Safety of women and girls needs to be at the top of the agenda - Jayne Dowle

Whilst other politicians posture and talk platitudes, West Yorkshire MP and Shadow Home Secretary Yvette Cooper is making no secret of her ambition to put the safety of women and girls at the top of the agenda.

Nothing has changed, she says, since Peter Sutcliffe stalked West Yorkshire in the 1970s and early 1980s, hunting down his victims and terrorising a generation of women who became too fearful to leave their homes at night.

Strong stuff, but she’s right. A shocking 97 per cent of more than 1,000 women surveyed in 2021 by campaign group Women Friendly Leeds said that simply ‘being a woman’ affects their personal safety in the city. The main priority, the women agreed, was to tackle the attitudes and behaviour which underpin violence against women and girls.

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As a mother of two daughters and a son herself, and a politician who has been at Westminster longer than most - taking her seat in 1997 – Ms Cooper clearly has conviction, staying power and a great deal of compassion. I met her once, when I was about six months pregnant with my daughter, who turned 18 a few weeks ago.

Shadow home secretary Yvette Cooper  speaking during the Labour Party Conference in Liverpool. PIC: Peter Byrne/PA WireShadow home secretary Yvette Cooper  speaking during the Labour Party Conference in Liverpool. PIC: Peter Byrne/PA Wire
Shadow home secretary Yvette Cooper speaking during the Labour Party Conference in Liverpool. PIC: Peter Byrne/PA Wire

I was reporting on new homes being built at Allerton Bywater on the site of a former pit, and as the MP for what was then the Pontefract and Castleford constituency (it became Normanton, Pontefract and Castleford in 2010), Ms Cooper was there in an official ribbon-cutting capacity.

What struck me was her immediate warmth; noticing my sizable bump, she came straight over and started chatting, mum to mum.

Turned out we were at university around the same time, and I knew her husband, Ed Balls; she took a first in politics, philosophy and economics (PPE) at Balliol College, Oxford, and met Balls, who in 2005 was newly elected at the as MP for Normanton, and later become Education Secretary.

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Over the years, I’ve only heard positive things about this really quite remarkable woman, who came into Parliament at the age of 28 as one of Tony Blair’s youngest MPs, and is now one of Labour’s longest-serving members, with vast ministerial experience, a failed shot at party leadership behind her, and a role on Keir Starmer’s front bench as Shadow Home Secretary.

In a world dominated by self-seeking politicians who too often seem more interested in their own power trip than anyone else’s concerns, we should listen to her, and never more so on the subject of women’s safety.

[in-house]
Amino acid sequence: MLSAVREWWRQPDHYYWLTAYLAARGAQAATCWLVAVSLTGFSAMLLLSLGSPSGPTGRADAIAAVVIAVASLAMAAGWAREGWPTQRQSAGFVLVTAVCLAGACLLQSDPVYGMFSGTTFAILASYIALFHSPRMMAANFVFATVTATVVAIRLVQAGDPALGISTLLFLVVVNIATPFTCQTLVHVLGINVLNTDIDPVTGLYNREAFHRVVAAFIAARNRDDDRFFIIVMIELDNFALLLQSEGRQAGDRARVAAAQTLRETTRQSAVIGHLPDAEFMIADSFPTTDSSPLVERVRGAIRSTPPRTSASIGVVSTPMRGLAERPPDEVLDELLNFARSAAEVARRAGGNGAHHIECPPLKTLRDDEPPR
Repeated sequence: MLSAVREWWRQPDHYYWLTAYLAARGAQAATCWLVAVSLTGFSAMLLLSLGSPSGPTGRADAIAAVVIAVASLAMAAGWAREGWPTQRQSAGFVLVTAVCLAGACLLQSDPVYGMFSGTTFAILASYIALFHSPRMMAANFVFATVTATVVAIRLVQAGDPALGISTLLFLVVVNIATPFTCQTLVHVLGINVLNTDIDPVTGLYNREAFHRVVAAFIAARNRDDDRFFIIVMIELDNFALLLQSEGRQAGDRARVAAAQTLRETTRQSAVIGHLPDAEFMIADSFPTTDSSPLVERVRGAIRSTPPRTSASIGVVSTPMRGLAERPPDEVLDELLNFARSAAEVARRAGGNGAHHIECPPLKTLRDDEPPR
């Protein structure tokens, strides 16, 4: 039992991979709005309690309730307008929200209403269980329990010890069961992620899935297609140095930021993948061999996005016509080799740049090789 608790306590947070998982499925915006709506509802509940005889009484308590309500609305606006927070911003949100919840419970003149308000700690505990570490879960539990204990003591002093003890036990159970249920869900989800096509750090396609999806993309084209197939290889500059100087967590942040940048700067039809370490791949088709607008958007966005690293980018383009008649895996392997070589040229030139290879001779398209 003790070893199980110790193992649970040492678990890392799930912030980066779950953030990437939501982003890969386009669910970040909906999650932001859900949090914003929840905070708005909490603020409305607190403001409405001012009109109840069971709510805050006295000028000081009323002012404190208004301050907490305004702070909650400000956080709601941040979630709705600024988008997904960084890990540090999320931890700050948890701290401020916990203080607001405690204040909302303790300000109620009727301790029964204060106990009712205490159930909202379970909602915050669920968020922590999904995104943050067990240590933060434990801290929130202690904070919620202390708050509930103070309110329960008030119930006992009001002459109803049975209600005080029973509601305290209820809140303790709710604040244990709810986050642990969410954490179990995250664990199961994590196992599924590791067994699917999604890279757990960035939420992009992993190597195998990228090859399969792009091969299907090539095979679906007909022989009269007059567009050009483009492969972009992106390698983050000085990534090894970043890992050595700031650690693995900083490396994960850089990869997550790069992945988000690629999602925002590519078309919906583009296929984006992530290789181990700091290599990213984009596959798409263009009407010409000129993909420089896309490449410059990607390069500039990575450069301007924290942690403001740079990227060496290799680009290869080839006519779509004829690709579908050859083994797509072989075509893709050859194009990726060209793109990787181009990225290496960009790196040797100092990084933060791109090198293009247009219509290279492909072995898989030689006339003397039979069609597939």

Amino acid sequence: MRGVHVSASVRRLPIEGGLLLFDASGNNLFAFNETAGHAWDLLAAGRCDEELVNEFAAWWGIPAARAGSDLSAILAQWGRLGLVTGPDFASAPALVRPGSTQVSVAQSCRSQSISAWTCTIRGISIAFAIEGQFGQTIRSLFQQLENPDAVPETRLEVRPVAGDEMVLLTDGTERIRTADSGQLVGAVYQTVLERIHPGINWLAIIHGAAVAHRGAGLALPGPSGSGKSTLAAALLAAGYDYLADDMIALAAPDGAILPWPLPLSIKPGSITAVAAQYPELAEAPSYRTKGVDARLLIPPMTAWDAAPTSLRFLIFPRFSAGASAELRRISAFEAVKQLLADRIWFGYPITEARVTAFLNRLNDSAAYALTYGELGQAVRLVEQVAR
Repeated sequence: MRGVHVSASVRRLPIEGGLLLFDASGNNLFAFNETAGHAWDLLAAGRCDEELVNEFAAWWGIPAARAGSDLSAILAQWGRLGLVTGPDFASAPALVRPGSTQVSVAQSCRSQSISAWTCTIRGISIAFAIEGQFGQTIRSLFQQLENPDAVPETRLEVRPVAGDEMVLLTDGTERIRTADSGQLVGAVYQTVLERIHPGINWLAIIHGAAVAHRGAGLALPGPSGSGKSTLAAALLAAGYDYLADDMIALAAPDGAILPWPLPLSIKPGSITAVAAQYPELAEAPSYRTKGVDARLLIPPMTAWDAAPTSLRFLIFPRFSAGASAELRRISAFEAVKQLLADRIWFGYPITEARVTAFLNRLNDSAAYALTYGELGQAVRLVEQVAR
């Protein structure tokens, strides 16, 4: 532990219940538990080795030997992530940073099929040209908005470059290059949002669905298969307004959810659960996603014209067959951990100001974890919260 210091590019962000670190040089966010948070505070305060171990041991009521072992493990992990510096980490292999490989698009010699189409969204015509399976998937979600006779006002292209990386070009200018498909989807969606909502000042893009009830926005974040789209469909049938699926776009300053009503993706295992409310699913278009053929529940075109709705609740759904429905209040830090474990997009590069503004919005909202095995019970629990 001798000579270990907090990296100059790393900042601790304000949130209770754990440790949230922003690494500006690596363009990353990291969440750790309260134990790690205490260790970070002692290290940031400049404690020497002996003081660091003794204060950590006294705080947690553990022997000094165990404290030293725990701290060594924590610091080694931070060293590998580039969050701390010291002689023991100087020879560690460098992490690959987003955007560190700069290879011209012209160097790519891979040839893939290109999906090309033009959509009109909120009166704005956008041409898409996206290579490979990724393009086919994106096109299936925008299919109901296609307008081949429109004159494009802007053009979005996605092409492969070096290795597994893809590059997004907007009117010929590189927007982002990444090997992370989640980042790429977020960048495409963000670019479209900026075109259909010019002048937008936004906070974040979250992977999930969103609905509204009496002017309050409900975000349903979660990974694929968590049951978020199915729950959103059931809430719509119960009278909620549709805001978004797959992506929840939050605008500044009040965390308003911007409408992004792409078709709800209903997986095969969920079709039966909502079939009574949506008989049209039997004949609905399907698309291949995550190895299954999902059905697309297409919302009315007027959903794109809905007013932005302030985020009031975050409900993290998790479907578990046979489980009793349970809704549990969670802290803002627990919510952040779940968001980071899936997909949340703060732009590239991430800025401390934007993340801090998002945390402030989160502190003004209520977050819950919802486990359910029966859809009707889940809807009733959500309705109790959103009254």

In an emotive speech at the Labour conference in Liverpool earlier this month, and a recent interview with this newspaper, she talks with passion about the desperate need for women and girls to feel safe, and what Labour will do to make this happen.

Her party would commit to a 10-year programme to halve the number of violent crimes against women and girls.

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Under a Labour government, police would be told to use counter-terrorism tactics such as surveillance to bring the 100 or so most dangerous perpetrators of violence against women and girls to justice.

Halving the number of such crimes will be a tough task, Ms Cooper acknowledges, but as well as hardball policing, she wants to encourage more reporting from victims, through setting up dedicated rape investigation units in all police forces and putting domestic abuse specialists in all 999 centres.

Ms Cooper’s concerns are nationwide, but especially pertinent to our own region, where the menacing shadow of Peter Sutcliffe, who murdered 13 women and attempted to kill seven more between 1975 and 1980, still falls.

“The first women's safety marches in the country were in Leeds nearly 50 years ago, when women were told to stay off the streets because they weren't safe,” Ms Cooper says. “Women feel just really sick and tired of the fact that nothing changes. We've been talking about this for a long time.”

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She’s absolutely right too when she says that our daughters shouldn’t have to face the same threats of risks of abuse our grandmothers did. In a civilised society, really, there is no excusing a man who uses his physical power to attack women and girls.

The recent deaths of Zara Aleena, sexually assaulted and murdered as she was walking home, Sarah Everard, lured to her death by a serving Metropolitan police officer, and Sabina Nessa, a primary school teacher whose body was found in a London park, and so many other women who have lost their lives at the hands of violent men remind us of the real and present danger we face.